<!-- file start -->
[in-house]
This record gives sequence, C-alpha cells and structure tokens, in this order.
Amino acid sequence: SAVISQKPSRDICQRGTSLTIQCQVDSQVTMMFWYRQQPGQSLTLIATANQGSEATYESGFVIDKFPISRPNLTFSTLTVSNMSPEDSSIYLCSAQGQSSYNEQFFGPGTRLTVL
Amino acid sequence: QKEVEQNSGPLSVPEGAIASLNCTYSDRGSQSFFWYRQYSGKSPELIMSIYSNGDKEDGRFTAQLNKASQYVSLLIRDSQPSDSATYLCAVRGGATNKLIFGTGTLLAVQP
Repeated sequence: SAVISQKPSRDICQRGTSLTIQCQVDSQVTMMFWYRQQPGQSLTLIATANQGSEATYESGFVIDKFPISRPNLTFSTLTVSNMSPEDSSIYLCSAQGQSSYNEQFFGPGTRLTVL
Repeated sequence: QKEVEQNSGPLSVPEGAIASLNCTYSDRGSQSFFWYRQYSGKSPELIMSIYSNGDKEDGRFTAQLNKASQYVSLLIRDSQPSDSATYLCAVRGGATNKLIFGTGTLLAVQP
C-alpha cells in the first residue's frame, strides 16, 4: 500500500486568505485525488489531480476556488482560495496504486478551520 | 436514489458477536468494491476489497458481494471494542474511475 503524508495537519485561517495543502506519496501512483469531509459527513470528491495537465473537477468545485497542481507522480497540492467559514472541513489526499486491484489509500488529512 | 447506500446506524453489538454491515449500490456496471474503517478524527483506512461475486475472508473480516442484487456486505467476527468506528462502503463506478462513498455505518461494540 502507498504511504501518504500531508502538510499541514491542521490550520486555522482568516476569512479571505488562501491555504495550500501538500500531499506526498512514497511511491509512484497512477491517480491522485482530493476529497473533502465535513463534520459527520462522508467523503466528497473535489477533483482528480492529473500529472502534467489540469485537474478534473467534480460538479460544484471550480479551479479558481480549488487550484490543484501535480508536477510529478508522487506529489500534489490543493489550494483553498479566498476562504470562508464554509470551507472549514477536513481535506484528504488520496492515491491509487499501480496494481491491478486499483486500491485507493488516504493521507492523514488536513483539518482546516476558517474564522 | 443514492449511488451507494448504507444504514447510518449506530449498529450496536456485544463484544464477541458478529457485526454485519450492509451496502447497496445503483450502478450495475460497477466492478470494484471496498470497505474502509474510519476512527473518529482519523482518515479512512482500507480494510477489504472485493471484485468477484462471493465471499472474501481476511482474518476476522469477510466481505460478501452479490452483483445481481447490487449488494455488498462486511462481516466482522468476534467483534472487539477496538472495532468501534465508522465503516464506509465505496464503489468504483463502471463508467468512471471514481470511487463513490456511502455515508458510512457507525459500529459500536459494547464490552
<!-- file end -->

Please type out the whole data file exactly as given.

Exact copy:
[in-house]
This record gives sequence, C-alpha cells and structure tokens, in this order.
Amino acid sequence: SAVISQKPSRDICQRGTSLTIQCQVDSQVTMMFWYRQQPGQSLTLIATANQGSEATYESGFVIDKFPISRPNLTFSTLTVSNMSPEDSSIYLCSAQGQSSYNEQFFGPGTRLTVL
Amino acid sequence: QKEVEQNSGPLSVPEGAIASLNCTYSDRGSQSFFWYRQYSGKSPELIMSIYSNGDKEDGRFTAQLNKASQYVSLLIRDSQPSDSATYLCAVRGGATNKLIFGTGTLLAVQP
Repeated sequence: SAVISQKPSRDICQRGTSLTIQCQVDSQVTMMFWYRQQPGQSLTLIATANQGSEATYESGFVIDKFPISRPNLTFSTLTVSNMSPEDSSIYLCSAQGQSSYNEQFFGPGTRLTVL
Repeated sequence: QKEVEQNSGPLSVPEGAIASLNCTYSDRGSQSFFWYRQYSGKSPELIMSIYSNGDKEDGRFTAQLNKASQYVSLLIRDSQPSDSATYLCAVRGGATNKLIFGTGTLLAVQP
C-alpha cells in the first residue's frame, strides 16, 4: 500500500486568505485525488489531480476556488482560495496504486478551520 | 436514489458477536468494491476489497458481494471494542474511475 503524508495537519485561517495543502506519496501512483469531509459527513470528491495537465473537477468545485497542481507522480497540492467559514472541513489526499486491484489509500488529512 | 447506500446506524453489538454491515449500490456496471474503517478524527483506512461475486475472508473480516442484487456486505467476527468506528462502503463506478462513498455505518461494540 502507498504511504501518504500531508502538510499541514491542521490550520486555522482568516476569512479571505488562501491555504495550500501538500500531499506526498512514497511511491509512484497512477491517480491522485482530493476529497473533502465535513463534520459527520462522508467523503466528497473535489477533483482528480492529473500529472502534467489540469485537474478534473467534480460538479460544484471550480479551479479558481480549488487550484490543484501535480508536477510529478508522487506529489500534489490543493489550494483553498479566498476562504470562508464554509470551507472549514477536513481535506484528504488520496492515491491509487499501480496494481491491478486499483486500491485507493488516504493521507492523514488536513483539518482546516476558517474564522 | 443514492449511488451507494448504507444504514447510518449506530449498529450496536456485544463484544464477541458478529457485526454485519450492509451496502447497496445503483450502478450495475460497477466492478470494484471496498470497505474502509474510519476512527473518529482519523482518515479512512482500507480494510477489504472485493471484485468477484462471493465471499472474501481476511482474518476476522469477510466481505460478501452479490452483483445481481447490487449488494455488498462486511462481516466482522468476534467483534472487539477496538472495532468501534465508522465503516464506509465505496464503489468504483463502471463508467468512471471514481470511487463513490456511502455515508458510512457507525459500529459500536459494547464490552